It is with great awe, more than anything else, that I am here in Toronto for one of the biggest film festivals in the world. While Cannes can boast of its glamour and farther-reaching history, the Toronto International Film Festival (or TIFF, as the cool kids call it), with its strategically positioned post-Labor Day run, is the one with the real clout for awards season. (Fun fact: “Black Swan”, “The King’s Speech” and “Slumdog Millionaire” are just a few of the Academy Award winners in recent years that enjoyed debuts at TIFF). For 11 days in early September each year, downtown Toronto becomes a hotspot for distribution deals, early Oscar buzz, celebrity sightings and more. Thanks to my official press badge, I get to take part in all the excitement – well, some of it anyway.
As part of the media, here primarily to review films, my day revolves around the Press & Industry (P&I) screening schedule. Basically, I flash my badge and attend as many as I wish for free, the catch being that the more high-profile the film, the earlier one needs to arrive in order to get a good seat. The first screenings typically begin around 9 or 9:30 a.m. (thus making me reconsider my aversion to morning classes), and over the course of the day I see anywhere between two to four films total. This seems to be pretty average, although I once sat next to a guy boasting about watching six in one day. He made me feel like an underachiever.
If I’m lucky I have breaks between screenings, which are then usually spent downing coffee in order to stay alert in the next one. But in the event that there’s actual downtime, I head back to the posh Media Lounge upstairs at TIFF’s headquarters, which offers free food, drinks, Wi-Fi and live streaming of press conferences for those reporters that are either too unfortunate or too indifferent to attend the real thing. It’s also not a bad place to people watch. (I heard Roger Ebert is here, but I have yet to encounter him).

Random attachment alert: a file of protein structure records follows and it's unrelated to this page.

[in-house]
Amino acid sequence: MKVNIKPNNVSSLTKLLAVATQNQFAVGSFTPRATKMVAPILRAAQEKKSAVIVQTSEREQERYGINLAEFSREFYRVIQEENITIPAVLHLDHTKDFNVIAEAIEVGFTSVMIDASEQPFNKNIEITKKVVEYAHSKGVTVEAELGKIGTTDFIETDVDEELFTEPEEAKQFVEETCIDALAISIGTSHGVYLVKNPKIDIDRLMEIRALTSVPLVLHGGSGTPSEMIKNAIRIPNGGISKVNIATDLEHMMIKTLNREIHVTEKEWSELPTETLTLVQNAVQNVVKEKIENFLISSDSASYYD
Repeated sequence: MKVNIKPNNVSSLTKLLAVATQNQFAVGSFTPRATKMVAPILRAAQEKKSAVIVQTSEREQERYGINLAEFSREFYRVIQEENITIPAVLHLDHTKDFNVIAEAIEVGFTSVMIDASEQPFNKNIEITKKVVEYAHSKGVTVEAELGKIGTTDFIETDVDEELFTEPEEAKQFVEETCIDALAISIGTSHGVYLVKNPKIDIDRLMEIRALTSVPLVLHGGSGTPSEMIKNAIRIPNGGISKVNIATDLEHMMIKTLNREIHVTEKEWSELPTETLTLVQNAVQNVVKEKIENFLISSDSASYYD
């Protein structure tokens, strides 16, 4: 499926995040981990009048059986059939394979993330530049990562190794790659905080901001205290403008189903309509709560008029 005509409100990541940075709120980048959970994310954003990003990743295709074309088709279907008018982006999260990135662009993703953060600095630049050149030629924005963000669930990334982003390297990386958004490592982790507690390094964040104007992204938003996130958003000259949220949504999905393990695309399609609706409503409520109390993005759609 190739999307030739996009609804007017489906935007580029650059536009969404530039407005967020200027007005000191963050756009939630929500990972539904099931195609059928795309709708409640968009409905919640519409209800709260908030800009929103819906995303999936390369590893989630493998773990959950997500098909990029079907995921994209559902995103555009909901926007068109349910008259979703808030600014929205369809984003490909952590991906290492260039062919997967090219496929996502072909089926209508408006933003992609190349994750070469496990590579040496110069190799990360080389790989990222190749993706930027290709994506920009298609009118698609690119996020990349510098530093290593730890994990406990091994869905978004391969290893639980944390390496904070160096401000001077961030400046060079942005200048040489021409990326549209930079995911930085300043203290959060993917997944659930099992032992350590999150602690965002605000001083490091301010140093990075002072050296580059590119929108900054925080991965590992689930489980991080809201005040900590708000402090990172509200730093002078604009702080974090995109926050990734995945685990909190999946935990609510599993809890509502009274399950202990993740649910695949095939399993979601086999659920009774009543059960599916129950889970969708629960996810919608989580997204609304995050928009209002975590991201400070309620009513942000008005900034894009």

While my press badge provides access to most industry events and locations, as well as affords a certain swag over civilian ticket-holders, there’s definitely a culture here that’s a little harder to tap into. Most of the P&I people I’m surrounded by have been attending TIFF for years, which means that: a) they’re significantly older than me and b) they all know each other. I’ve since gotten the hang of making small talk with the person next to me in line or in the theater, but showing up to my first screening on my first day was not unlike being the new kid at school surrounded by cliques.
Luckily, most everyone I’ve met has been more open to imparting wisdom and telling stories after they learn that I’m a student. Because after all that’s what I signed up for; future gold statue winners aside, this past week has been incredibly eye-opening.